When we called on Jenny Dawe to consider her position as council leader yesterday, we did so more in hope than expectation.
But while we said the Lib Dem boss had to go after presiding over the latest tram shambles, we noted she is also a thoughtful politician who is committed to doing what she thinks is best for the Capital.
So perhaps we shouldn’t be surprised that even she thinks she may have to quit.
As we report today, the immediate reaction of many senior Lib Dems to Thursday’s vote to end the trams at Haymarket was to pull out of the administration.
Many have long been uncomfortable in a coalition with an SNP group which is implacably opposed to their pet project.
They would no doubt be relieved to turn the whole mess over to Labour and the Tories, after they banded together to block the council’s proposals to take the line to St Andrew Square.
Those hot heads soon cooled, but the Lib Dems remain locked in talks and Mrs Dawe herself says they could yet quit the administration on Monday.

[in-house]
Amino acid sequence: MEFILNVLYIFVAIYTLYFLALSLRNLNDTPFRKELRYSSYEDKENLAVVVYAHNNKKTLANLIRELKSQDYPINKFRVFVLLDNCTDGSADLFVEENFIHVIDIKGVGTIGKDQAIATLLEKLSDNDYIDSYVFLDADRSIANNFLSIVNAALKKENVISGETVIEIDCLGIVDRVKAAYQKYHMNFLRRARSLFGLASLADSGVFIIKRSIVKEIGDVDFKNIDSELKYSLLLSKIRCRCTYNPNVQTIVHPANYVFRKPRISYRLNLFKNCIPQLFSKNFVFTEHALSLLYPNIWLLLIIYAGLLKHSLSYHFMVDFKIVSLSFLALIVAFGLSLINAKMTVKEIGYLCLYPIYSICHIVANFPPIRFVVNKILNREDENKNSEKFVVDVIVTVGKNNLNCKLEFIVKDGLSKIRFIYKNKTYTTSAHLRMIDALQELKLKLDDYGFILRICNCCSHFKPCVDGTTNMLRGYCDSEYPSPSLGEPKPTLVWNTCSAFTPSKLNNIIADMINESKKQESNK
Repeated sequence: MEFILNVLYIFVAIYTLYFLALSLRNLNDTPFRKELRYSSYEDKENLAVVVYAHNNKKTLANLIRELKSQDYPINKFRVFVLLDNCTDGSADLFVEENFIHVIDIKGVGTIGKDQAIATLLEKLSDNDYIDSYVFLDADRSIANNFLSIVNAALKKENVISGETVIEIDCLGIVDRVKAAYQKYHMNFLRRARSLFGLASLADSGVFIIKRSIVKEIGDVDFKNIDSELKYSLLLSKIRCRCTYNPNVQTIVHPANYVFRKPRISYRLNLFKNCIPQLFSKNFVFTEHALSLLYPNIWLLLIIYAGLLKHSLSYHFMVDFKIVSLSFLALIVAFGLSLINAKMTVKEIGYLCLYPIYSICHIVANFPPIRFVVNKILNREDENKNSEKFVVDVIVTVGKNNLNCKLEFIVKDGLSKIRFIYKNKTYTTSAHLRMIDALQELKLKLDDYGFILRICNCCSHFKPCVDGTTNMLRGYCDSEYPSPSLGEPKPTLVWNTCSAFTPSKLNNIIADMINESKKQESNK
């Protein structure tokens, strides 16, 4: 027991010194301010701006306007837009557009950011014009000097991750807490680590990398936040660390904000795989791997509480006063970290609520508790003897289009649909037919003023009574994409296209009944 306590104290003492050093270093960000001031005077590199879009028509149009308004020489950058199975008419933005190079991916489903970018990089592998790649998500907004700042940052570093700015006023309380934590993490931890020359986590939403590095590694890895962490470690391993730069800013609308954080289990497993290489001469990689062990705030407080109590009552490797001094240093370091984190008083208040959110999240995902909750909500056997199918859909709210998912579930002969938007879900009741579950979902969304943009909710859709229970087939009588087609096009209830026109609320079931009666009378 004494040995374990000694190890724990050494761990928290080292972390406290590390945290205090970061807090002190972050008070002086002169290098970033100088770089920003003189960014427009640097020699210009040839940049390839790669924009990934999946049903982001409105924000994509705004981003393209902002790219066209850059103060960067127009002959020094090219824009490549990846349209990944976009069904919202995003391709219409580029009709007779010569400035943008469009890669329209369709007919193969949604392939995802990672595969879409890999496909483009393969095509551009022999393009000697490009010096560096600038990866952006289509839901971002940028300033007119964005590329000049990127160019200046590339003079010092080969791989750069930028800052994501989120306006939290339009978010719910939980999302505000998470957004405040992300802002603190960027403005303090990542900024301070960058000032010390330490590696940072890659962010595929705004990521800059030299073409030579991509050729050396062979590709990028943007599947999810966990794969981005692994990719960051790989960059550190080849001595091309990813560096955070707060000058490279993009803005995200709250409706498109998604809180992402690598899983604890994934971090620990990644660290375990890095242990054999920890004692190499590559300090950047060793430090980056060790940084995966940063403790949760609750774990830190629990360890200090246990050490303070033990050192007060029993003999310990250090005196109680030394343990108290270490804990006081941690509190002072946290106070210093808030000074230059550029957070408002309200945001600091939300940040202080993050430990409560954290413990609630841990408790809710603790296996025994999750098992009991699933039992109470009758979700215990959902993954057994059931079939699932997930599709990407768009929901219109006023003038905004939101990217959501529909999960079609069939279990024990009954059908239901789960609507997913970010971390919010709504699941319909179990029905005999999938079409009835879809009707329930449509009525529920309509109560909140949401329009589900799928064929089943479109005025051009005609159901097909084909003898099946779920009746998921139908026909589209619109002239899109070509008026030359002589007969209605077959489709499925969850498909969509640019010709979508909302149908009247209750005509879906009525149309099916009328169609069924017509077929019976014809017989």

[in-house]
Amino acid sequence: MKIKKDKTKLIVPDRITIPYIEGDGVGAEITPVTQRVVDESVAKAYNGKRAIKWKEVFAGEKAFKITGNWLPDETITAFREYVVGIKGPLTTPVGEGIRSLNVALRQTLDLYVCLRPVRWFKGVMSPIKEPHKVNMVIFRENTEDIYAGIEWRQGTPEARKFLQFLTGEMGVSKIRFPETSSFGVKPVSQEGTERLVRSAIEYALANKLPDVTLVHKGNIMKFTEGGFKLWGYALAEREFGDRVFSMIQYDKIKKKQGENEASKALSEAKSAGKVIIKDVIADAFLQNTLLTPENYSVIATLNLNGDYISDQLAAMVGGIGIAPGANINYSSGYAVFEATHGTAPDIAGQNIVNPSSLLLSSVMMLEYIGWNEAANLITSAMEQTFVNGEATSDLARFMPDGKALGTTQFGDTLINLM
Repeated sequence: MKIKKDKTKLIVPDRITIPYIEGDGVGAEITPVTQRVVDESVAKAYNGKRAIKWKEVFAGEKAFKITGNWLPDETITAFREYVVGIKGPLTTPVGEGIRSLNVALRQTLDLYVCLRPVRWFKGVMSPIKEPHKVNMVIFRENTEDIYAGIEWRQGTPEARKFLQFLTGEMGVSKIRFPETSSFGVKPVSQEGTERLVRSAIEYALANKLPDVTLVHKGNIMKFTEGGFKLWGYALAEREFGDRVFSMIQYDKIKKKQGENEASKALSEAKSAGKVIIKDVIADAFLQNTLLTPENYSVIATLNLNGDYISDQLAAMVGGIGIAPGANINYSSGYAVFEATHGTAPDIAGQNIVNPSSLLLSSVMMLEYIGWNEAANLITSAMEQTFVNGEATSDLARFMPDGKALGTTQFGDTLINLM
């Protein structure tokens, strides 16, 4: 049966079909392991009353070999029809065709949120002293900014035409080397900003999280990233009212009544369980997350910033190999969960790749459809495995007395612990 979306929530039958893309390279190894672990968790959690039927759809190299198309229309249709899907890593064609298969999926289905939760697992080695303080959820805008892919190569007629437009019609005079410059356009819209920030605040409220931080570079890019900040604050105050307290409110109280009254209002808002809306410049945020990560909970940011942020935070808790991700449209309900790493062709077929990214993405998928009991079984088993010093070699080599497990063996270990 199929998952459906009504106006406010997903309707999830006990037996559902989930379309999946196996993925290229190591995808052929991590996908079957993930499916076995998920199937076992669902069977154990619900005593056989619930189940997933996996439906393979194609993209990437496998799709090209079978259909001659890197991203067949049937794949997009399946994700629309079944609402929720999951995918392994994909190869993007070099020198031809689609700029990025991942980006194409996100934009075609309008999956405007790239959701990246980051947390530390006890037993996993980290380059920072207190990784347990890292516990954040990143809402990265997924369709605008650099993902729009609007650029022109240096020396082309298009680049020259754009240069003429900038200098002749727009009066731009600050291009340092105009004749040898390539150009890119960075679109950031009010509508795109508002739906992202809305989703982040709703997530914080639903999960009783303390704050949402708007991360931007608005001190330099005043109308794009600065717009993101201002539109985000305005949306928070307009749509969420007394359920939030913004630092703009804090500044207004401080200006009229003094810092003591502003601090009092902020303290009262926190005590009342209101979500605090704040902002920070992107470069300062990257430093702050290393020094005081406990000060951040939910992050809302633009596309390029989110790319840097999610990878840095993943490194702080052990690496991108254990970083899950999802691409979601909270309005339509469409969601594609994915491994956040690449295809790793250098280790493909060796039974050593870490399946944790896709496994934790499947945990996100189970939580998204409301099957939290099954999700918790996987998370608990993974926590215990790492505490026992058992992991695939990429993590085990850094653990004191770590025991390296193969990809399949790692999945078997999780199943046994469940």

Welcome though that prospect may be to many, the dilemma for the city is what would take their place.
The SNP’s minority would surely be too small to hold power, especially with the council committed to taking the toxic trams as far as Haymarket.
After Thursday’s fiasco, it is hard to imagine a rainbow coalition of Labour, Tories and the Greens agreeing on anything, never mind governing competently.
As well as calling time on Mrs Dawe, the News yesterday repeated our view that if we can’t take the tram to the city centre we should scrap the whole thing.
So it seems to us the best hope is that council chief executive Sue Bruce succeeds in her attempt to draw up a revised plan to get to St Andrew Square which is different enough for a new vote.
It will then be up to the pro-tram politicians to bang heads together and force an acceptable compromise.
Unfortunately, it is clear that, decent though she is, Mrs Dawe is not right for that particular job.